The Bureau of Labor Statistics’ April jobs report showed mixed results. When analyzed from a California-specific perspective, the BLS and other economic data continue negative.
I gathered much of the beneath-the-surface jobs information from blogs and non-partisan Washington, D.C. think tanks that specialize in critically analyzing current employment statistics. Anyone who’s been reading these sources knows that conditions in the job market are worsening, not improving.
From the big picture, let’s look at the positive: Employers added 288,000 jobs in April, more than the 218,000 economists expected. The official unemployment rate declined from 6.7 percent to 6.3 percent.
Beyond those two facts, the picture turns bleak. The unemployment rate dropped because the number of people working or seeking work declined and they’re are not included in the BLS calculation. Tellingly, the labor force participation rate registered 62.8 percent, down from March’s 63.2 percent, while the employment-population ratio remained steady at 58.9 percent.
Overall, the nation is in the deep doldrums. During the first quarter of 2014, the economy inched microscopically higher at a sorry annualized 0.1 percent. More than 3.7 million Americans have been out of work more than six months, and 3.6 million make the minimum wage.
The reasons for the prolonged slump are many. First, supplemental BLS research found that during 2013, in 20 percent of America’s 80.4 million families, no one worked — a total of 16.1 million people. BLS defines a family as a group of two or more people who live together and who are related by birth, adoption or marriage. Unemployed, according to BLS, refers to a person who is available for work, doesn’t have a job but has actively looked for one in the last four weeks.
Second, those who have gotten a job over the last few months earn little. The National Law Project identified low-paying health care, food services and retail as the fastest-growing areas for jobs. Since 2010, lower-wage industries accounted for 44 percent of all employment. Going back six years further, the U.S. has added 1.85 million jobs in low-wage industries, but mid-wage and higher-wage industries have lost nearly 1 million positions each.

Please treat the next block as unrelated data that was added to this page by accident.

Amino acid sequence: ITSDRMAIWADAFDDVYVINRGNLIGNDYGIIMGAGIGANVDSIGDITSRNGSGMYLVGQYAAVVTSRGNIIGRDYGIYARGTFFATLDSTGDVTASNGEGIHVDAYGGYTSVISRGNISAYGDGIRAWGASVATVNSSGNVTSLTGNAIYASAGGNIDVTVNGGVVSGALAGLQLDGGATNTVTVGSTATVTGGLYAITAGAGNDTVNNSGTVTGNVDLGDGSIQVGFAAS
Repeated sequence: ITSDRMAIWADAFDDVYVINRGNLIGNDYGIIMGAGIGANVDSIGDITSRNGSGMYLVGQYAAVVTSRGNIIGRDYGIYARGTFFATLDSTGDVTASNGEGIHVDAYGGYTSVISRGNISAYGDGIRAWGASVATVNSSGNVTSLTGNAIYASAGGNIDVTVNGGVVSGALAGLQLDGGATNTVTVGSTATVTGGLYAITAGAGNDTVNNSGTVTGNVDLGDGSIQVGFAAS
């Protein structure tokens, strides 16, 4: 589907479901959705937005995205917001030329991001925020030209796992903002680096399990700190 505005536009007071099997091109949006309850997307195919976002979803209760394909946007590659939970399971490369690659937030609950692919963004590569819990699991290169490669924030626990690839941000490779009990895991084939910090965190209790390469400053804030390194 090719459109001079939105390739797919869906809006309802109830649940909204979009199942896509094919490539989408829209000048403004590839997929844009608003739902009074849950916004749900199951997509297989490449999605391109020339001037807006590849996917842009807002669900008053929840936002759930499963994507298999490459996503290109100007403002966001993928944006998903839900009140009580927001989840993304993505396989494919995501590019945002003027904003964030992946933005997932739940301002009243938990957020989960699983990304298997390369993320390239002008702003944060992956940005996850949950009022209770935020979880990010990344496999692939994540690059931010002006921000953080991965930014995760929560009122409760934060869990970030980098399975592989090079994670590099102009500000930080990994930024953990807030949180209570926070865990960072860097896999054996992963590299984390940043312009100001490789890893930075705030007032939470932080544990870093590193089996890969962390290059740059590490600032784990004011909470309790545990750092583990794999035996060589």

Third, the Wall Street Journal exposed how miserable employment prospects are for young Americans. Only 40 percent of recent college graduates find jobs that justify their years of education and their hefty tuition debt. They can’t afford house down payments or even, in many cases, rent.
Consequently, 2.3 million young California adults live with their parents, more than at any time in recent history.
And it’s not just young adults (ages 18 to 26) who are moving back with Mom and Dad because they can’t come up with rent money. According to Steve P. Wallace, UCLA Professor of Public Health, for the seven-year period between 2005 and 2013, the number of Californians aged 54 to 64 who lived in their parents’ homes skyrocketed 67.6 percent to about 194,000. The increase in the 54 to 64 demographic is almost exclusively tied to financial hardship and not other reasons like needing to care for aging parents.
That so many Californians are quasi-homeless is consistent with the fact that between 2008 and 2012, the Golden State lost 855,200 private-sector jobs, going from 12.6 million in January 2008 to 11.8 million in 2012, a decline of 6.8 percent. California’s U-6 unemployment rate, which includes those without a job but still looking, those working part time and those who have given up the search, is 16.7 percent versus the official 8.6 percent.
For Wall Street’s benefit, the White House spins the monthly BLS reports in the most positive way. Only those committed to seeing the complete picture search deeper. The first step toward a jobs recovery would include more honest reporting that tells the full story, and doesn’t just cherry pick the good news.
Before Joe Guzzardi moved to Lodi, he worked as a Wall Street banker. Contact him at firstname.lastname@example.org.